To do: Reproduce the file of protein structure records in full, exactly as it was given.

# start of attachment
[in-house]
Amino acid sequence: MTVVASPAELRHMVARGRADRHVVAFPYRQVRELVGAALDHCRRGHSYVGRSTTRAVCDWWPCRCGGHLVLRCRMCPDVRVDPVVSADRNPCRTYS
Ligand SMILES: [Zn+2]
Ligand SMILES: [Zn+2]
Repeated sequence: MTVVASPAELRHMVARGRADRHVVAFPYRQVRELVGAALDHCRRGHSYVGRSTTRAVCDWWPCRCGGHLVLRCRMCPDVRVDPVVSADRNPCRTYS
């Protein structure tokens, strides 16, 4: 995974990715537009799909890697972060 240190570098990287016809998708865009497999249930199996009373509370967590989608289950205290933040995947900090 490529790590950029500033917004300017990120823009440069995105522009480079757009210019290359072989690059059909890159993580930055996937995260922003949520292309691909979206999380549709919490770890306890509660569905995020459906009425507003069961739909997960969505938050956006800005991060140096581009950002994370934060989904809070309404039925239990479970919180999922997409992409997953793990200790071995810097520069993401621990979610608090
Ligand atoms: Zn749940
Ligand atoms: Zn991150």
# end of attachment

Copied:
[in-house]
Amino acid sequence: MTVVASPAELRHMVARGRADRHVVAFPYRQVRELVGAALDHCRRGHSYVGRSTTRAVCDWWPCRCGGHLVLRCRMCPDVRVDPVVSADRNPCRTYS
Ligand SMILES: [Zn+2]
Ligand SMILES: [Zn+2]
Repeated sequence: MTVVASPAELRHMVARGRADRHVVAFPYRQVRELVGAALDHCRRGHSYVGRSTTRAVCDWWPCRCGGHLVLRCRMCPDVRVDPVVSADRNPCRTYS
């Protein structure tokens, strides 16, 4: 995974990715537009799909890697972060 240190570098990287016809998708865009497999249930199996009373509370967590989608289950205290933040995947900090 490529790590950029500033917004300017990120823009440069995105522009480079757009210019290359072989690059059909890159993580930055996937995260922003949520292309691909979206999380549709919490770890306890509660569905995020459906009425507003069961739909997960969505938050956006800005991060140096581009950002994370934060989904809070309404039925239990479970919180999922997409992409997953793990200790071995810097520069993401621990979610608090
Ligand atoms: Zn749940
Ligand atoms: Zn991150």